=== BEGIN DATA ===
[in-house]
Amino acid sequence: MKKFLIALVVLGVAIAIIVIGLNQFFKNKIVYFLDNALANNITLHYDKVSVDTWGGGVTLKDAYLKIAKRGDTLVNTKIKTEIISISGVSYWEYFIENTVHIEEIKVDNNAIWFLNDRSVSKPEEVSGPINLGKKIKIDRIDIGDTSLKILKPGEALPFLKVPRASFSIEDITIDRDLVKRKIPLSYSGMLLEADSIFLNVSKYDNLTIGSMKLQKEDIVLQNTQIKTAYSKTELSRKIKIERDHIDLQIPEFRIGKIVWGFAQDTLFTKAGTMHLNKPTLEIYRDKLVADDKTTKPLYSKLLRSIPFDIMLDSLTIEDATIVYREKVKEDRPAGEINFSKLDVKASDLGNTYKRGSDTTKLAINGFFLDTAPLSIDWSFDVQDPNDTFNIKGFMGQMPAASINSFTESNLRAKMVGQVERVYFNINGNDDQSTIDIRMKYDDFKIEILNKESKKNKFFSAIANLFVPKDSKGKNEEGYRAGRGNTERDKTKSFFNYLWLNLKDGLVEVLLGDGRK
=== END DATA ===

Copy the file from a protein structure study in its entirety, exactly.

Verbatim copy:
[in-house]
Amino acid sequence: MKKFLIALVVLGVAIAIIVIGLNQFFKNKIVYFLDNALANNITLHYDKVSVDTWGGGVTLKDAYLKIAKRGDTLVNTKIKTEIISISGVSYWEYFIENTVHIEEIKVDNNAIWFLNDRSVSKPEEVSGPINLGKKIKIDRIDIGDTSLKILKPGEALPFLKVPRASFSIEDITIDRDLVKRKIPLSYSGMLLEADSIFLNVSKYDNLTIGSMKLQKEDIVLQNTQIKTAYSKTELSRKIKIERDHIDLQIPEFRIGKIVWGFAQDTLFTKAGTMHLNKPTLEIYRDKLVADDKTTKPLYSKLLRSIPFDIMLDSLTIEDATIVYREKVKEDRPAGEINFSKLDVKASDLGNTYKRGSDTTKLAINGFFLDTAPLSIDWSFDVQDPNDTFNIKGFMGQMPAASINSFTESNLRAKMVGQVERVYFNINGNDDQSTIDIRMKYDDFKIEILNKESKKNKFFSAIANLFVPKDSKGKNEEGYRAGRGNTERDKTKSFFNYLWLNLKDGLVEVLLGDGRK